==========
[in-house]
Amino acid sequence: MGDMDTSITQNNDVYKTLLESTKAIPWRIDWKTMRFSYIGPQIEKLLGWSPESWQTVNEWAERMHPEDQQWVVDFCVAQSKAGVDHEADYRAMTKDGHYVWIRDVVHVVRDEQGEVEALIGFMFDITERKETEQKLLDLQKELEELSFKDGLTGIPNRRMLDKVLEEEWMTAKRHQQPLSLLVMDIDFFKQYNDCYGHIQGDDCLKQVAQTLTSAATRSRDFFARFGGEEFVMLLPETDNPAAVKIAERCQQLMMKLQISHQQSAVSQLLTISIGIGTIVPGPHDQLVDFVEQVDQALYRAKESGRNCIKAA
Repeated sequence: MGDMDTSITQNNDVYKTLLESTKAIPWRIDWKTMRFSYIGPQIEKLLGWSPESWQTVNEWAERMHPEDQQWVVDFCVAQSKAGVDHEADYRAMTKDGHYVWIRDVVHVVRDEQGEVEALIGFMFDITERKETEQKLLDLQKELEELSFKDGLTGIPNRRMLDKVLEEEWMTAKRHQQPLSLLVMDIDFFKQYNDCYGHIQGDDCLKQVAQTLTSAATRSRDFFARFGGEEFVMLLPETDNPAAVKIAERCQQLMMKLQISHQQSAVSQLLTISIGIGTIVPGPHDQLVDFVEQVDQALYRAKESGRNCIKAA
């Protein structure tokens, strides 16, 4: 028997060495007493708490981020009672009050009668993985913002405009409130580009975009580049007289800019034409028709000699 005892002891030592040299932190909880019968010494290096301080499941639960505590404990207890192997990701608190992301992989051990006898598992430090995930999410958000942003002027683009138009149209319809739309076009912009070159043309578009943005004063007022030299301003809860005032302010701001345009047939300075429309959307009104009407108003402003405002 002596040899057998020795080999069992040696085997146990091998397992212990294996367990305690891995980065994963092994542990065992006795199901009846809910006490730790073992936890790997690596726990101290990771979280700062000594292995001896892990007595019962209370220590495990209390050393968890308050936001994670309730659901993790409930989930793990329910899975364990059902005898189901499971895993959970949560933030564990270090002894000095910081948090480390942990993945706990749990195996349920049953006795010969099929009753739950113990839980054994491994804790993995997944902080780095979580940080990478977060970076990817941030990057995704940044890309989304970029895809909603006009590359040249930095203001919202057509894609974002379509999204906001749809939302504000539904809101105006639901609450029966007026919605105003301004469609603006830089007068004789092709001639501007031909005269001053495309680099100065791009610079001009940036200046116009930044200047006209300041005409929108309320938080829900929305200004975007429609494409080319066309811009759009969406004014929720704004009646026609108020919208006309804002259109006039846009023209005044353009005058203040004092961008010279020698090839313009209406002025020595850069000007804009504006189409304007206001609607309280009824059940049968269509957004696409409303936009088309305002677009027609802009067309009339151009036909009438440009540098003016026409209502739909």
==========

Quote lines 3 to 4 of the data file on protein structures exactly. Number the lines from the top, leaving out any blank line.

Repeated sequence: MGDMDTSITQNNDVYKTLLESTKAIPWRIDWKTMRFSYIGPQIEKLLGWSPESWQTVNEWAERMHPEDQQWVVDFCVAQSKAGVDHEADYRAMTKDGHYVWIRDVVHVVRDEQGEVEALIGFMFDITERKETEQKLLDLQKELEELSFKDGLTGIPNRRMLDKVLEEEWMTAKRHQQPLSLLVMDIDFFKQYNDCYGHIQGDDCLKQVAQTLTSAATRSRDFFARFGGEEFVMLLPETDNPAAVKIAERCQQLMMKLQISHQQSAVSQLLTISIGIGTIVPGPHDQLVDFVEQVDQALYRAKESGRNCIKAA
């Protein structure tokens, strides 16, 4: 028997060495007493708490981020009672009050009668993985913002405009409130580009975009580049007289800019034409028709000699 005892002891030592040299932190909880019968010494290096301080499941639960505590404990207890192997990701608190992301992989051990006898598992430090995930999410958000942003002027683009138009149209319809739309076009912009070159043309578009943005004063007022030299301003809860005032302010701001345009047939300075429309959307009104009407108003402003405002 002596040899057998020795080999069992040696085997146990091998397992212990294996367990305690891995980065994963092994542990065992006795199901009846809910006490730790073992936890790997690596726990101290990771979280700062000594292995001896892990007595019962209370220590495990209390050393968890308050936001994670309730659901993790409930989930793990329910899975364990059902005898189901499971895993959970949560933030564990270090002894000095910081948090480390942990993945706990749990195996349920049953006795010969099929009753739950113990839980054994491994804790993995997944902080780095979580940080990478977060970076990817941030990057995704940044890309989304970029895809909603006009590359040249930095203001919202057509894609974002379509999204906001749809939302504000539904809101105006639901609450029966007026919605105003301004469609603006830089007068004789092709001639501007031909005269001053495309680099100065791009610079001009940036200046116009930044200047006209300041005409929108309320938080829900929305200004975007429609494409080319066309811009759009969406004014929720704004009646026609108020919208006309804002259109006039846009023209005044353009005058203040004092961008010279020698090839313009209406002025020595850069000007804009504006189409304007206001609607309280009824059940049968269509957004696409409303936009088309305002677009027609802009067309009339151009036909009438440009540098003016026409209502739909």